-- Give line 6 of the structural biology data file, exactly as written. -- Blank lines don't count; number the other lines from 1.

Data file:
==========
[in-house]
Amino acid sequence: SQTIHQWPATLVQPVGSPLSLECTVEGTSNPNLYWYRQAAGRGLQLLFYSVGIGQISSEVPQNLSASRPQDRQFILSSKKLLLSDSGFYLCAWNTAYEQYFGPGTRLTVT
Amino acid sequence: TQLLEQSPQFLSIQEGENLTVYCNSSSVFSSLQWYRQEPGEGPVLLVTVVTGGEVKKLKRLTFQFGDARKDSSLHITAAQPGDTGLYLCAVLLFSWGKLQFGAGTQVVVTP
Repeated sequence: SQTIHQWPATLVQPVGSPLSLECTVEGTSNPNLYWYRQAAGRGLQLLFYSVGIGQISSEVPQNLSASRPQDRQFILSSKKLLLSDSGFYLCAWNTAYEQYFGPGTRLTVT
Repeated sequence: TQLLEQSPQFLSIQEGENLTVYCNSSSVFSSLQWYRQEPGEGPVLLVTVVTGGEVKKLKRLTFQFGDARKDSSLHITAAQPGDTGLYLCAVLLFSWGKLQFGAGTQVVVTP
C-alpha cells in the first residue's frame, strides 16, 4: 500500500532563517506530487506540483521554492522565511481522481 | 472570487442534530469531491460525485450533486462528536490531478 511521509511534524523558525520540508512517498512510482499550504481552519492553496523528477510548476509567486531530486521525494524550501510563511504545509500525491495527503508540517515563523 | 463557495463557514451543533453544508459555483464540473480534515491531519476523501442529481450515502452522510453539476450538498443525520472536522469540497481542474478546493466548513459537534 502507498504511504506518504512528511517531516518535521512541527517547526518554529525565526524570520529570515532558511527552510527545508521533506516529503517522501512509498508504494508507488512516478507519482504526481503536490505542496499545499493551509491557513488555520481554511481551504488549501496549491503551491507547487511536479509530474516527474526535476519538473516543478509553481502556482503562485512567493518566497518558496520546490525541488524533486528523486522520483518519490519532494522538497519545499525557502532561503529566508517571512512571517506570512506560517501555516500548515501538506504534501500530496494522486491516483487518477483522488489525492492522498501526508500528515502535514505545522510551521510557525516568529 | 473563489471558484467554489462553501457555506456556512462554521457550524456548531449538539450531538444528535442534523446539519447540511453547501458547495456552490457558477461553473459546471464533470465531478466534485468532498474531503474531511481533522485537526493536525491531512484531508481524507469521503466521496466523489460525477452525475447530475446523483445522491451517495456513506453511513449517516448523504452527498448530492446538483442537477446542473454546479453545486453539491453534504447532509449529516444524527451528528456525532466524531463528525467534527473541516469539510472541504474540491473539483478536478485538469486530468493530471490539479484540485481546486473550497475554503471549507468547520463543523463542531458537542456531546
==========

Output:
C-alpha cells in the first residue's frame, strides 16, 4: 500500500532563517506530487506540483521554492522565511481522481 | 472570487442534530469531491460525485450533486462528536490531478 511521509511534524523558525520540508512517498512510482499550504481552519492553496523528477510548476509567486531530486521525494524550501510563511504545509500525491495527503508540517515563523 | 463557495463557514451543533453544508459555483464540473480534515491531519476523501442529481450515502452522510453539476450538498443525520472536522469540497481542474478546493466548513459537534 502507498504511504506518504512528511517531516518535521512541527517547526518554529525565526524570520529570515532558511527552510527545508521533506516529503517522501512509498508504494508507488512516478507519482504526481503536490505542496499545499493551509491557513488555520481554511481551504488549501496549491503551491507547487511536479509530474516527474526535476519538473516543478509553481502556482503562485512567493518566497518558496520546490525541488524533486528523486522520483518519490519532494522538497519545499525557502532561503529566508517571512512571517506570512506560517501555516500548515501538506504534501500530496494522486491516483487518477483522488489525492492522498501526508500528515502535514505545522510551521510557525516568529 | 473563489471558484467554489462553501457555506456556512462554521457550524456548531449538539450531538444528535442534523446539519447540511453547501458547495456552490457558477461553473459546471464533470465531478466534485468532498474531503474531511481533522485537526493536525491531512484531508481524507469521503466521496466523489460525477452525475447530475446523483445522491451517495456513506453511513449517516448523504452527498448530492446538483442537477446542473454546479453545486453539491453534504447532509449529516444524527451528528456525532466524531463528525467534527473541516469539510472541504474540491473539483478536478485538469486530468493530471490539479484540485481546486473550497475554503471549507468547520463543523463542531458537542456531546